(a) Assay scheme. (b) DNA gel with PCR bands obtained upon amplification using primers flanking the target site within the PDS gene of N. benthamiana. In lanes 1–3 the template genomic DNA was digested with MlyI, whereas in lane 4 nondigested genomic DNA was used. (c) Alignment of reads with Cas9-induced indels in PDS obtained from lane 1 of b. The wild-type sequence is shown at the top. The sequence targeted by the synthetic sgRNA is shown in red whereas the mutations are shown in blue. PAM, the protospacer-adjacent motif, was selected to follow the consensus sequence NGG. The changes in length and sequence are shown to the right. Three additional replicates of this experiment are presented in Supplementary Figure 3.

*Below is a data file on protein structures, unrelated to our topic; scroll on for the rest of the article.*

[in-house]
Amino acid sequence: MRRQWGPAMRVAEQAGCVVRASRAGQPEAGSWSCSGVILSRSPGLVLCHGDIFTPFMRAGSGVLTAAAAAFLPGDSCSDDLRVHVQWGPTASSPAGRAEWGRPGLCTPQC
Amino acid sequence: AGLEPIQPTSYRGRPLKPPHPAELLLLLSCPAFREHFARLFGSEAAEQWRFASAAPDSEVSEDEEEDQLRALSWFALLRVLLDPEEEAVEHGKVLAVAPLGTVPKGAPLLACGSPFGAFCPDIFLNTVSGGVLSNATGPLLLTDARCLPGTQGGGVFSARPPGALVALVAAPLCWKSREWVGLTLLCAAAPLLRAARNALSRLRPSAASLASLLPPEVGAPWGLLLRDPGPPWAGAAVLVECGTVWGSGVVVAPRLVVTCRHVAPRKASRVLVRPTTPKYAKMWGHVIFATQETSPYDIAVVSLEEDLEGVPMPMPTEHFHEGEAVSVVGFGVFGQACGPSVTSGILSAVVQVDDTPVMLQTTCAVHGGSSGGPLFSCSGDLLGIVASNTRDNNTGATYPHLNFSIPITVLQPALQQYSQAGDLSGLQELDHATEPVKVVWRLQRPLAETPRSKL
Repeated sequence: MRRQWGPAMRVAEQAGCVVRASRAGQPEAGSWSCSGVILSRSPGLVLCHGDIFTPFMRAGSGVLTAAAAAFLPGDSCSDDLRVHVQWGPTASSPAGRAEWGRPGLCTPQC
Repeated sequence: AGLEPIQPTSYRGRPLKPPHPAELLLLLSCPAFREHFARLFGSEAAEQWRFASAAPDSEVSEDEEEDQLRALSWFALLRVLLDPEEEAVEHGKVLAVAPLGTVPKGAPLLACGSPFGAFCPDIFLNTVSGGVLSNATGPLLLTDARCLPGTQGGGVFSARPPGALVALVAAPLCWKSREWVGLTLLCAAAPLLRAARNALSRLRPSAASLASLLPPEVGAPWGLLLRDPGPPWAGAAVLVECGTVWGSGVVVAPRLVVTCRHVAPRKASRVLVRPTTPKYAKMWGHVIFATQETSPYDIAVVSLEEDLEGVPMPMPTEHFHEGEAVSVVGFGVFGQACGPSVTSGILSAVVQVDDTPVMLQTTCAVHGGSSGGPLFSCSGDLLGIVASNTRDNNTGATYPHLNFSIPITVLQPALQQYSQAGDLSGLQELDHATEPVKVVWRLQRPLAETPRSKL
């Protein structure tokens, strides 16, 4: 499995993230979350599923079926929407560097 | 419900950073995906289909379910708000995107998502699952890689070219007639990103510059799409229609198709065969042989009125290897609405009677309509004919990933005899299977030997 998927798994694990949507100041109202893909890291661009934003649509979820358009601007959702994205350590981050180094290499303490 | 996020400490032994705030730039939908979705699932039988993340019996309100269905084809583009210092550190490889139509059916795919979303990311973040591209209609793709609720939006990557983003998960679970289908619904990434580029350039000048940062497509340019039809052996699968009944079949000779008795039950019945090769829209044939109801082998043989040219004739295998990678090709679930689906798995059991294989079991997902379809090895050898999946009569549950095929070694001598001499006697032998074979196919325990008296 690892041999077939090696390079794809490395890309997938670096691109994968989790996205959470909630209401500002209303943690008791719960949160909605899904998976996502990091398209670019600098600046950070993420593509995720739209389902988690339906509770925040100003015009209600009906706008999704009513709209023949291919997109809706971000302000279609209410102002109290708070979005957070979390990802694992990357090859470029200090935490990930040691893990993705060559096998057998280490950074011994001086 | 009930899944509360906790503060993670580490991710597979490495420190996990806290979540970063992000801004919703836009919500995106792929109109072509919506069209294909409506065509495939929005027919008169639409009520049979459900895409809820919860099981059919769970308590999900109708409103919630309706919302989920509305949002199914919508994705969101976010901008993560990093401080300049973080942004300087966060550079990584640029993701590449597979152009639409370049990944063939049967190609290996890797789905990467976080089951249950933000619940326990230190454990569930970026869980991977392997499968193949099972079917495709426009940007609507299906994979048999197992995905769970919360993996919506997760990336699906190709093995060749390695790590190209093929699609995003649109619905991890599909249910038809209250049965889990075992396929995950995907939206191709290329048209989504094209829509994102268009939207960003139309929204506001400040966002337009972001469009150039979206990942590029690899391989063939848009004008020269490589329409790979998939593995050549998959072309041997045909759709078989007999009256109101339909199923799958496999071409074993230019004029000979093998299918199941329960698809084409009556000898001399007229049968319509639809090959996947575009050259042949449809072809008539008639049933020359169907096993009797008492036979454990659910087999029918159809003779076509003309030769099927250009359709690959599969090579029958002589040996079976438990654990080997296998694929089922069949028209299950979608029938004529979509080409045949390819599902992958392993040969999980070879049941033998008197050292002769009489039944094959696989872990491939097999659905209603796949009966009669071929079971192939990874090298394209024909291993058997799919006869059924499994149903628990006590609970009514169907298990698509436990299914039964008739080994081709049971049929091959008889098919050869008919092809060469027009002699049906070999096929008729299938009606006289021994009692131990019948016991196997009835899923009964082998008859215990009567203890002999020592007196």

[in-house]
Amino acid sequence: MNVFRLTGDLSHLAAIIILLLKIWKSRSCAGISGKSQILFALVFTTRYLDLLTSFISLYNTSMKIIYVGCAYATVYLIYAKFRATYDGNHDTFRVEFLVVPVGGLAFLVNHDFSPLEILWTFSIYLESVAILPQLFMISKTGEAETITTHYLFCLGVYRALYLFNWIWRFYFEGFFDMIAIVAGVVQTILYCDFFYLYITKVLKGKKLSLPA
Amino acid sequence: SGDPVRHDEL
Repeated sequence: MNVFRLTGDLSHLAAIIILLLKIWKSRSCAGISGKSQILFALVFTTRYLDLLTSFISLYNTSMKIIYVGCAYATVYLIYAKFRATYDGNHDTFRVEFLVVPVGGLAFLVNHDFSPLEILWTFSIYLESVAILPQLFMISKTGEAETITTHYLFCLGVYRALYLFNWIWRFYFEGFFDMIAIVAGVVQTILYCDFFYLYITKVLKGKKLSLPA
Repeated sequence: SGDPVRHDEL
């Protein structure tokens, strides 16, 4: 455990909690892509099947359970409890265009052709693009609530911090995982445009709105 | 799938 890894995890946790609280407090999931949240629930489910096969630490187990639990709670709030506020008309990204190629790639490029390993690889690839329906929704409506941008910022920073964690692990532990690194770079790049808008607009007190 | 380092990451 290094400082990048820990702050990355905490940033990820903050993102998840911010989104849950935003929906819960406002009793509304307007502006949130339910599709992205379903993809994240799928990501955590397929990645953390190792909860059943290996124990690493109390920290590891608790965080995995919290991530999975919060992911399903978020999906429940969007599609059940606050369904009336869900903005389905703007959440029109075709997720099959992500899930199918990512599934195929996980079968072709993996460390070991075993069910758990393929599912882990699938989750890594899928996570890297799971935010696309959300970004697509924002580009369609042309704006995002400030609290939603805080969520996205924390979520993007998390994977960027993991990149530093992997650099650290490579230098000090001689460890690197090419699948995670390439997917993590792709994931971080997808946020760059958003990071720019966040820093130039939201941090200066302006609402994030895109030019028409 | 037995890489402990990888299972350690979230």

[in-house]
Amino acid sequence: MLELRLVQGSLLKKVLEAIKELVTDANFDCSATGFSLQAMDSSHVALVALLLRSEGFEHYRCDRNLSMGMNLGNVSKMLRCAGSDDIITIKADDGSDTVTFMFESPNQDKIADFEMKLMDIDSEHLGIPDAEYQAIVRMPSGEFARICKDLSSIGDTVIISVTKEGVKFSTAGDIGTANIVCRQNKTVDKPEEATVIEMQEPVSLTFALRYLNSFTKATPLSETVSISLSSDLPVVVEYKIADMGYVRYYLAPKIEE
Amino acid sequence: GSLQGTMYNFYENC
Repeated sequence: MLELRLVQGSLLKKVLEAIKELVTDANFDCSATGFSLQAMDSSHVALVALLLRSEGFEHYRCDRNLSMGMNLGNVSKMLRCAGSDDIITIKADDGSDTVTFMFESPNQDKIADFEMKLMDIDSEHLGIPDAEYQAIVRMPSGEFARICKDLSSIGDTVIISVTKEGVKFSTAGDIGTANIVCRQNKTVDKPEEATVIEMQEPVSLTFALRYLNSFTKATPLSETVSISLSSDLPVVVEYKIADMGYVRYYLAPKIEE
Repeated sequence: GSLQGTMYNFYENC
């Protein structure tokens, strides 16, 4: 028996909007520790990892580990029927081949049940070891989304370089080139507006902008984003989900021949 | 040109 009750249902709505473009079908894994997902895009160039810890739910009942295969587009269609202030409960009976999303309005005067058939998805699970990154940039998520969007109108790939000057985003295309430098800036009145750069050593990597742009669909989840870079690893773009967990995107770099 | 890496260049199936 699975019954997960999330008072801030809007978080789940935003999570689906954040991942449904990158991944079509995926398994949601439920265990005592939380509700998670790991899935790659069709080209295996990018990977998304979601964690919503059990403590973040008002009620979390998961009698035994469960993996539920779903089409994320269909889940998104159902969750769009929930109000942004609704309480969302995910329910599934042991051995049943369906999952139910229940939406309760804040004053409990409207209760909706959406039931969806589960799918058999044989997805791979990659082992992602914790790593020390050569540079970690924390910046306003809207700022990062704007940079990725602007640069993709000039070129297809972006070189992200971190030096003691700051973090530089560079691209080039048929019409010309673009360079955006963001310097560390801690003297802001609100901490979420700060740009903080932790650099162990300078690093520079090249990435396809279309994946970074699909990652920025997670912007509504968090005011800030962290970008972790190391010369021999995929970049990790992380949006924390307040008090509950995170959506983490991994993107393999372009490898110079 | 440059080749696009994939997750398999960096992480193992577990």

The presence of both Cas9 and the sgRNA resulted in increased levels of the PCR product (Fig. 1b, lane 1) compared with negative control treatments (Fig. 1b, lanes 2 and 3). Nondigested N. benthamiana genomic DNA was used as a positive control (Fig. 1b, lane 4). The assay was robust and reproducible because we detected MlyI-resistant amplicons in three additional independent experiments using different plants (Supplementary Figs. 3 and 4). The PCR products from Figure 1b, lanes 1 and 4 were cloned into a high-copy vector and individual clones sequenced. Sequence analysis of 20 clones derived from the PCR product in lane 1 revealed the presence of indels in 17 of them. The indels can be grouped into nine different types ranging from 1- to 9-bp deletions to 1-bp insertions (Fig. 1c and Supplementary Fig. 5). All recovered indels abolish the MlyI restriction site within the target region. With regard to 1-bp indels, we cannot totally rule out the possibility that these mutations were introduced by the DNA polymerase during the PCR amplification step. Sequences of the eight clones derived from the control PCR product shown in lane 4 were all wild type.